Most people in this thread say Adwords is not easy for end users. New people who sign up for Adwords find it difficult and they take time to get adapted to the new terms and interface. For new users I agree its too complicated and time consuming when we take new PPC manager trainees it takes us atleast a month to train to get used to Adwords. People who are not used to internet marketing get confused with the terminologies used in Adwords. To get good decent knowledge they need to go through the whole learning center documents.
According to netmag Google *must make changes* to the Starter Edition. For one thing, the Search and Content networks need to be separate. The advertisers MUST know what they're getting into before they go bellowing headlong into Content, and they should have to OPT IN to it before it's active. The tool for selecting the types of traffic (social sites, video sites, parked domains) should not be buried in the Tools section, but be right up front when setting up the campaign.
The budget optimizer needs work too, at least the language around it. It should be easier and more clear to put a maximum CPC on any given keyword - I took over an account where the customer was paying something like $12 for a broad matched keyword that costs him no more than forty cents with a 10/10 QS once I got him straightened out.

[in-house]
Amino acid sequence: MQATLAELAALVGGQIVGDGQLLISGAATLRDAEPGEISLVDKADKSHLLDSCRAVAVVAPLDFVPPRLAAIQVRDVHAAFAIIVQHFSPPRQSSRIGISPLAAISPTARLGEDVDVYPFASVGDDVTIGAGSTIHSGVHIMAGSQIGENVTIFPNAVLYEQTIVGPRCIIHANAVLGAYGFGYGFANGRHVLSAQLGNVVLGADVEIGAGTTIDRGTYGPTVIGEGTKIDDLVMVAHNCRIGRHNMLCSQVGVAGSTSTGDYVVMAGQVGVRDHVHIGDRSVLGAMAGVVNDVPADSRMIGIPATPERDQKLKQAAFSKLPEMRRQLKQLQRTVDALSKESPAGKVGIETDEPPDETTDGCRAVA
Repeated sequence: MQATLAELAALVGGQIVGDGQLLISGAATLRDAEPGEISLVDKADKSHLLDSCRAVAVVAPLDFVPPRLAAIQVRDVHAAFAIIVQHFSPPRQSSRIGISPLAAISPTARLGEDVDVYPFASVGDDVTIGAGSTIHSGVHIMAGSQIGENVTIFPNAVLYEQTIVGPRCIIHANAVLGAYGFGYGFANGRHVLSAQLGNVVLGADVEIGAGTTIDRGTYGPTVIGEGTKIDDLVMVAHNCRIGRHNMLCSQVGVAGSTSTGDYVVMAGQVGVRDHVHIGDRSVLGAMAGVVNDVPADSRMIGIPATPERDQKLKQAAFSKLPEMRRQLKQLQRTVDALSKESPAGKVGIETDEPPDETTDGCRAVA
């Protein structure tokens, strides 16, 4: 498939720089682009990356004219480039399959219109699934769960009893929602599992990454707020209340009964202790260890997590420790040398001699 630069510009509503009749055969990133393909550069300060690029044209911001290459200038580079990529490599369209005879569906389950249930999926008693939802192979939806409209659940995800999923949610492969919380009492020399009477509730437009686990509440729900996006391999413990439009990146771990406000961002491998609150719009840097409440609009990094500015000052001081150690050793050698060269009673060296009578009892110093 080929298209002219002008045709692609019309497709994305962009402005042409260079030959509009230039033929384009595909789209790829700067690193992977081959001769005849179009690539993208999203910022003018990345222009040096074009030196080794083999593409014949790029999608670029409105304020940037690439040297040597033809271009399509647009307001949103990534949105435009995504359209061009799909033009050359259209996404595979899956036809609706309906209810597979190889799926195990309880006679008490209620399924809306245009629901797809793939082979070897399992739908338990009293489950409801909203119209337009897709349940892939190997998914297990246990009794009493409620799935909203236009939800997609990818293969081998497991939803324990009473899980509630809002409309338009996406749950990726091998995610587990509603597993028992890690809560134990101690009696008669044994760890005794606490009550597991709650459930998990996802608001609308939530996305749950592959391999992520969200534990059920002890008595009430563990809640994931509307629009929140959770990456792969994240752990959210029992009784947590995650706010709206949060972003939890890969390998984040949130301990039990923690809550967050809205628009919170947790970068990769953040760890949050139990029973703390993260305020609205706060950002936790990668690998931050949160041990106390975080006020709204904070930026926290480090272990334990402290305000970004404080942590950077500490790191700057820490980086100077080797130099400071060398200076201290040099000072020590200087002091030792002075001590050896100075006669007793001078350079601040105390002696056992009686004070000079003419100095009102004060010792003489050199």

I could go through step by step of the Starter Edition set up and list out everything that's wrong wrong wrong, but I don't have time. I have too many clients who need AdWords help.
(And I'm not cutting off my nose to spite my face - there will always be clients who need more advanced AdWords & Analytics help, or who just can't take the time themselves. But Google making it easier on the small business user can ONLY make the brand better, and make more money for ALL of us - advertiser, search marketing professional, and Google themselves)
And by the way - all that said - believe it or not, AdWords is still yards above the competition (MSN & Yahoo) in ease of use, tools, and time spent managing accounts. But that competitive edge may not last forever.